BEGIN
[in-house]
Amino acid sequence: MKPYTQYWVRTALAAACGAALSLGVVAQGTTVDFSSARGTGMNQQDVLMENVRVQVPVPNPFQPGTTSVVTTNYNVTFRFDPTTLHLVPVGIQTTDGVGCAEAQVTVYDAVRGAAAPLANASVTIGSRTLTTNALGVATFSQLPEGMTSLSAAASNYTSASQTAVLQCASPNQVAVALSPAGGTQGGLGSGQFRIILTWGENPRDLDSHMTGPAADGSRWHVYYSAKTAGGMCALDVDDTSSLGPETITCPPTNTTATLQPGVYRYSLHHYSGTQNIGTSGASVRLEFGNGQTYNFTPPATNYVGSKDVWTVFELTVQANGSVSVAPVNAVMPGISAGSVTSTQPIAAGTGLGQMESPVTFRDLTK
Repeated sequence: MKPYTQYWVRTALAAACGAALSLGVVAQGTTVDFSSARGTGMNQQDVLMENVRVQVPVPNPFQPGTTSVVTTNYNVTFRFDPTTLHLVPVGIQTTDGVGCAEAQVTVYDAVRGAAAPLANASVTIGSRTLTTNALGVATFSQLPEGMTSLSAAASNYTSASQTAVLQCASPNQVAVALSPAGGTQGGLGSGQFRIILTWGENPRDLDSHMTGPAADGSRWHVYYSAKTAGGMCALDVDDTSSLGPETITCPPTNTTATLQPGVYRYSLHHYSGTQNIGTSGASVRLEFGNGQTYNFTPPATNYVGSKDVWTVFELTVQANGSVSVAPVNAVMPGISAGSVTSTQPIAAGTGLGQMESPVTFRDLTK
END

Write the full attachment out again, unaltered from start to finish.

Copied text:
[in-house]
Amino acid sequence: MKPYTQYWVRTALAAACGAALSLGVVAQGTTVDFSSARGTGMNQQDVLMENVRVQVPVPNPFQPGTTSVVTTNYNVTFRFDPTTLHLVPVGIQTTDGVGCAEAQVTVYDAVRGAAAPLANASVTIGSRTLTTNALGVATFSQLPEGMTSLSAAASNYTSASQTAVLQCASPNQVAVALSPAGGTQGGLGSGQFRIILTWGENPRDLDSHMTGPAADGSRWHVYYSAKTAGGMCALDVDDTSSLGPETITCPPTNTTATLQPGVYRYSLHHYSGTQNIGTSGASVRLEFGNGQTYNFTPPATNYVGSKDVWTVFELTVQANGSVSVAPVNAVMPGISAGSVTSTQPIAAGTGLGQMESPVTFRDLTK
Repeated sequence: MKPYTQYWVRTALAAACGAALSLGVVAQGTTVDFSSARGTGMNQQDVLMENVRVQVPVPNPFQPGTTSVVTTNYNVTFRFDPTTLHLVPVGIQTTDGVGCAEAQVTVYDAVRGAAAPLANASVTIGSRTLTTNALGVATFSQLPEGMTSLSAAASNYTSASQTAVLQCASPNQVAVALSPAGGTQGGLGSGQFRIILTWGENPRDLDSHMTGPAADGSRWHVYYSAKTAGGMCALDVDDTSSLGPETITCPPTNTTATLQPGVYRYSLHHYSGTQNIGTSGASVRLEFGNGQTYNFTPPATNYVGSKDVWTVFELTVQANGSVSVAPVNAVMPGISAGSVTSTQPIAAGTGLGQMESPVTFRDLTK